Thanks to high-speed Internet and mobile access, these consumers embrace zhai, or “homebody” culture. This means millennials spend most of their leisure time at home, and often prefer products delivered to them, ordered via digital channels.
According to a Forbes contributor, Chinese millennials aren’t burdened by student loans or housing expenses. (About 90% of Chinese households own their homes, purchased with cash. Mortgage payments are uncommon.) The end result? Chinese millennials are big spenders. That’s good news for e-retailers. According to that Goldman Sachs report, Chinese millennials will see their income grow by $3 trillion in the next decade.
Chinese millennials are big spenders and they represent over 70% of the country’s online shoppers.
Another interesting emerging e-commerce demographic within China are elderly consumers. According to a 2016 survey of 1,500 consumers, about 80% over the age of 55 said they like to shop online. Nearly all of those consumers had shopped online in the past year; over 60% said they’d made online purchases more than 10 times that year.
A Mobile-First Market
Serving Chinese consumers with an in-market—or cross-border—e-commerce experience can be a smart play for your business. But don’t ignore mobile’s powerful role in how the Chinese consume content and shop. According to the China Internet Network Information Center, over 95% of the country’s Internet users accessed the web last year via mobile devices.
Last year, mobile e-commerce (m-commerce) represented over 55% of all retail e-commerce sales in the market, totaling more than $505 billion. This spending will hit $737 billion by year’s end. By 2019, it will be a $1.4 trillion market, representing nearly one-fourth of all Chinese retail spending—both online and off.
The m-commerce space is “miles ahead” of the U.S. say some pundits, thanks mostly to the mobile-first nature of the market. China is the world’s No. 1 smartphone market. Nearly 100% of Chinese residents between 14 and 47 now own a smartphone Deloitte data suggests. Half of these consumers access the Internet about 25 times a day via their phones. Ten percent access the mobile web more than 100 times a day.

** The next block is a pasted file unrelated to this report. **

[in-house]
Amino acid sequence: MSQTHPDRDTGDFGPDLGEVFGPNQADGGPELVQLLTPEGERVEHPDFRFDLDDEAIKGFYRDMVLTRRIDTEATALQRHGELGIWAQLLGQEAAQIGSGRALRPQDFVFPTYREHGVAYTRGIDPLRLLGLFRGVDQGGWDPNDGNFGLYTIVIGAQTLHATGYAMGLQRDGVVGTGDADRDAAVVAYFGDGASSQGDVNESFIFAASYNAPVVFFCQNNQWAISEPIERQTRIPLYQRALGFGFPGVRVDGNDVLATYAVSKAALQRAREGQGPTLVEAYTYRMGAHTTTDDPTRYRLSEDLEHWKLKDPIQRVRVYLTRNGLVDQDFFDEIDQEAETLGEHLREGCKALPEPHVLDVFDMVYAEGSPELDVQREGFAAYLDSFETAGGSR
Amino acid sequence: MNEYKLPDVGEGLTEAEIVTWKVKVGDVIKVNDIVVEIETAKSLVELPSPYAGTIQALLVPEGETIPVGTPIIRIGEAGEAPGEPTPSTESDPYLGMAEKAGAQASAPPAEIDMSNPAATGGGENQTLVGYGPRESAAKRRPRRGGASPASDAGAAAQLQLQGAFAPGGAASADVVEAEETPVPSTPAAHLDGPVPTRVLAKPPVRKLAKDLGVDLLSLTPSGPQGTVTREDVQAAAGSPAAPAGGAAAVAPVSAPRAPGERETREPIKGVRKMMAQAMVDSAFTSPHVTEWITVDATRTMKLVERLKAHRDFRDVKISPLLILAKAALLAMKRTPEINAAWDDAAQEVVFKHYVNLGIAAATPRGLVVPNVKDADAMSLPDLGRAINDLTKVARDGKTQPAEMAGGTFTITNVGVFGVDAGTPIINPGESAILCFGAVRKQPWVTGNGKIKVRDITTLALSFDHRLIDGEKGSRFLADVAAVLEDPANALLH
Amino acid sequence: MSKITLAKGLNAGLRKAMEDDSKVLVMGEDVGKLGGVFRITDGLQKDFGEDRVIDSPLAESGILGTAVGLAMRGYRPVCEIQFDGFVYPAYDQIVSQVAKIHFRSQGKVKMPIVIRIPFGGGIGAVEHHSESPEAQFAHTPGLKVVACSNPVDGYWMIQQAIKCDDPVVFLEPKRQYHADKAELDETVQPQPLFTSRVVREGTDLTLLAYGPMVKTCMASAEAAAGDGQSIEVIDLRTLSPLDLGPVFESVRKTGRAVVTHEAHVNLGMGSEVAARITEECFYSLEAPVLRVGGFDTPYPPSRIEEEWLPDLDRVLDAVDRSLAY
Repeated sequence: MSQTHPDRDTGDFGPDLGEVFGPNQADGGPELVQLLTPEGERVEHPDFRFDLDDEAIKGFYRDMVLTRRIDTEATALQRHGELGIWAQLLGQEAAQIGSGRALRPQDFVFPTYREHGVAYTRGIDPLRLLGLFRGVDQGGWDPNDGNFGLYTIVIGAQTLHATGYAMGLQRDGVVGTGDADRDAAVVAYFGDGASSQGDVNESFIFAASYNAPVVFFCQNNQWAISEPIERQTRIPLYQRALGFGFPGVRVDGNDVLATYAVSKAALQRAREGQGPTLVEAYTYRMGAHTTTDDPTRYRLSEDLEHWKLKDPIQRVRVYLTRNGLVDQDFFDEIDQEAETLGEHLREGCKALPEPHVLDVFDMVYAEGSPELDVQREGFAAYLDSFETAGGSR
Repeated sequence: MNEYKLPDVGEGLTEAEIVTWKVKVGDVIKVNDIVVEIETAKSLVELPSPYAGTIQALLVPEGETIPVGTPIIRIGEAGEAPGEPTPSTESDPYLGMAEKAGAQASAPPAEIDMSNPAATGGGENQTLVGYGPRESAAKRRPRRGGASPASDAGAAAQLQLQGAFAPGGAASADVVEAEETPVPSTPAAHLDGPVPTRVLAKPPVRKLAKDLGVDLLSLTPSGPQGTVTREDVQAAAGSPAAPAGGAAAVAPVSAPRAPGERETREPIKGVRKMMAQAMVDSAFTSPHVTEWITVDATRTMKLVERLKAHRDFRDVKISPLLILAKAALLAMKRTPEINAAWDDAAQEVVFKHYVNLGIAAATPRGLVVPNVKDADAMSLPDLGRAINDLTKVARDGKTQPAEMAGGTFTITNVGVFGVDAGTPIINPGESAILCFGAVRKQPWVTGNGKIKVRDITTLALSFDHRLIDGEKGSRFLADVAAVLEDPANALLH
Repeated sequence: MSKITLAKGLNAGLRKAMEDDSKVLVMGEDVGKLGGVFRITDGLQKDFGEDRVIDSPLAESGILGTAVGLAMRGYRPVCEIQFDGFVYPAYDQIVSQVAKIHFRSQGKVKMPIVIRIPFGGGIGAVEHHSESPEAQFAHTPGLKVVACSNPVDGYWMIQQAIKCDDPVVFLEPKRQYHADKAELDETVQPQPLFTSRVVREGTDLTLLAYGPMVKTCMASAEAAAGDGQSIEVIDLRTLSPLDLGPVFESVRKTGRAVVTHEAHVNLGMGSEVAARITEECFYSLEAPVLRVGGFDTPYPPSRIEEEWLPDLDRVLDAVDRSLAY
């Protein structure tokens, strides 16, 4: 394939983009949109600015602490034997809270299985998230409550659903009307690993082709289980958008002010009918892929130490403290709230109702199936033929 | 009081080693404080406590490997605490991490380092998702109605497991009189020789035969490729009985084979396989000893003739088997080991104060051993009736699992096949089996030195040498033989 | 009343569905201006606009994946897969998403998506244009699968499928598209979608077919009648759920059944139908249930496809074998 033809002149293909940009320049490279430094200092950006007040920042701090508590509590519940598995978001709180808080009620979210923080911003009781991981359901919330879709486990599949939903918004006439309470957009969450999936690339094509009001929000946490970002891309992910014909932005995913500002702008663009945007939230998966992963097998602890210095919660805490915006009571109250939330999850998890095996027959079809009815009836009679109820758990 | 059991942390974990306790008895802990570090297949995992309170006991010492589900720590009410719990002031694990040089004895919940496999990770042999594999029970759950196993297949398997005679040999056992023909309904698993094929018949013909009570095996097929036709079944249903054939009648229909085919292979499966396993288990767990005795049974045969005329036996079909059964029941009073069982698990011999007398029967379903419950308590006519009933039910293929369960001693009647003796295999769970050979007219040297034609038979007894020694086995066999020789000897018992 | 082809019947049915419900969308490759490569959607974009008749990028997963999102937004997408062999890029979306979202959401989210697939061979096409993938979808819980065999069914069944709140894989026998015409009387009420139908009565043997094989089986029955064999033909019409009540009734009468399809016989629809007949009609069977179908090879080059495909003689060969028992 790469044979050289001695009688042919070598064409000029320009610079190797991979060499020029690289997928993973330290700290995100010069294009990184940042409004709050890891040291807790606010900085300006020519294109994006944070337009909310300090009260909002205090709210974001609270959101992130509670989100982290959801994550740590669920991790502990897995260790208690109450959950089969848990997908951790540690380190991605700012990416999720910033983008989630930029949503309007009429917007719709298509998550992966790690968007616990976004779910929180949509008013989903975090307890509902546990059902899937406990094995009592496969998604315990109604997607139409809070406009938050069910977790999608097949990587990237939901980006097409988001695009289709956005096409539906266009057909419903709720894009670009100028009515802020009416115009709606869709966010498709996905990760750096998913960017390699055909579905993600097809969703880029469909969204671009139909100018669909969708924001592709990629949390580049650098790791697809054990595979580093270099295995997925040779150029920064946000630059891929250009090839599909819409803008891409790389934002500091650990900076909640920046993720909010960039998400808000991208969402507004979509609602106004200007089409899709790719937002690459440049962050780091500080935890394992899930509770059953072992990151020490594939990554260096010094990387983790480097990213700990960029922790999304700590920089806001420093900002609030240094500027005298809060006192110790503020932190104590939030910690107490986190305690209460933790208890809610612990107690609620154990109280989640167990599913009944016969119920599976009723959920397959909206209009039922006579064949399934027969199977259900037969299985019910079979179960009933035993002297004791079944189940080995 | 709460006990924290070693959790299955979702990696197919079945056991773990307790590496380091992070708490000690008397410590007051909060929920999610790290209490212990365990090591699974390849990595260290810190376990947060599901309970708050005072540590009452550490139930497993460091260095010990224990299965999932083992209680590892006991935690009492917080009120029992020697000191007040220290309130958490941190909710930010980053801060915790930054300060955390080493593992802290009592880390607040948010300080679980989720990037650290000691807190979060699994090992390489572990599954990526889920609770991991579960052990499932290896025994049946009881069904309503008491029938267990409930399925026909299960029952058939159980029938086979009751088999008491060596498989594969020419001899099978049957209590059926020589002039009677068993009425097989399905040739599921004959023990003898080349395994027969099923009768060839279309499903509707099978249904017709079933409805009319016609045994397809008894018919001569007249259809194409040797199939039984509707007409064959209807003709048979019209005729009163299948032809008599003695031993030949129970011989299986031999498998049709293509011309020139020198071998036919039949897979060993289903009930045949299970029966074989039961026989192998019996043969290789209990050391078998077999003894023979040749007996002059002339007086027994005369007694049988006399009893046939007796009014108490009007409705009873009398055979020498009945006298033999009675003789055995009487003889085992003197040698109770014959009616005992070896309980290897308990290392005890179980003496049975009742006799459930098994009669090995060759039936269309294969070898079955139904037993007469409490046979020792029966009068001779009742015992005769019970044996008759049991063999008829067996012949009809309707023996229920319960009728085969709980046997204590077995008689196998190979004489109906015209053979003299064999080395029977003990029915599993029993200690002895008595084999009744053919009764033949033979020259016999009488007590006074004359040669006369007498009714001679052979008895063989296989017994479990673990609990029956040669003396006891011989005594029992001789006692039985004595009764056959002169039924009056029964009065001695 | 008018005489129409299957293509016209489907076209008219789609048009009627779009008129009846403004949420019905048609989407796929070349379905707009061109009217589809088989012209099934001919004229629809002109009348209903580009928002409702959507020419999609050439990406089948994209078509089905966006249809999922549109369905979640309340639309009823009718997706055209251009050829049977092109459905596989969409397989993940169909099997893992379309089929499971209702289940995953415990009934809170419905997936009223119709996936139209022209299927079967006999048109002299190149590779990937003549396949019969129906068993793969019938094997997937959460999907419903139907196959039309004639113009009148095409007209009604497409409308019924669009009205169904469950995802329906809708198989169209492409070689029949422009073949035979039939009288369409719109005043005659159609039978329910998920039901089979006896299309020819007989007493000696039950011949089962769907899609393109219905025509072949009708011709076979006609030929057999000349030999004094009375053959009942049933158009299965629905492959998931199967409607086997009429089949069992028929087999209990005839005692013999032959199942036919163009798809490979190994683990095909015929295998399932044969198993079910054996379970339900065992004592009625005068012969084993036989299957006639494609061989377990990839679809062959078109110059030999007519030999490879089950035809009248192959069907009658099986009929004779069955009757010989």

Over 95% of the country’s Internet users accessed the web last year via mobile devices.
Why is m-commerce so stratospherically popular here? Most Chinese residents never formed a habit of shopping online via PCs, and have effectively leap-frogged the traditional e-commerce experience. Apps and the mobile web are how these consumers experience online content and shopping.
Mobile payment platforms also make the buying process frictionless for consumers. Take Chinese social network WeChat, which has nearly 820 million active monthly users—640 million of whom access the service through their smartphones. This service facilitates tons of transactions (thanks to the ability for retailers to offer transactional experiences within WeChat), processed through its WeChat Pay platform.
“WeChat is the most influential app in the world,” an analyst told CNBC last year. “It has the functionality of an iTunes store. So you can do anything you want.”
To Be Continued…
It should be clear that the opportunities for e-commerce and online engagement are thriving in China. These consumers are crazy for the Internet, and are already spending plenty of time and money there.
In Part 2 of this blog series, which will debut next week, we’ll explore how to best serve these customers. You’ll discover e-commerce best practices, read about peculiar bureaucratic pitfalls (and how to sidestep them), and gain a better understanding of local marketing tactics including in-language social media marketing and customer loyalty programs. And you’ll learn how serving these consumers in their language of choice can be the smartest move of all.
Stay tuned! Part 2 drops next week!
Photo credit: Songquan Deng / Shutterstock.comLast updated on February 16, 2017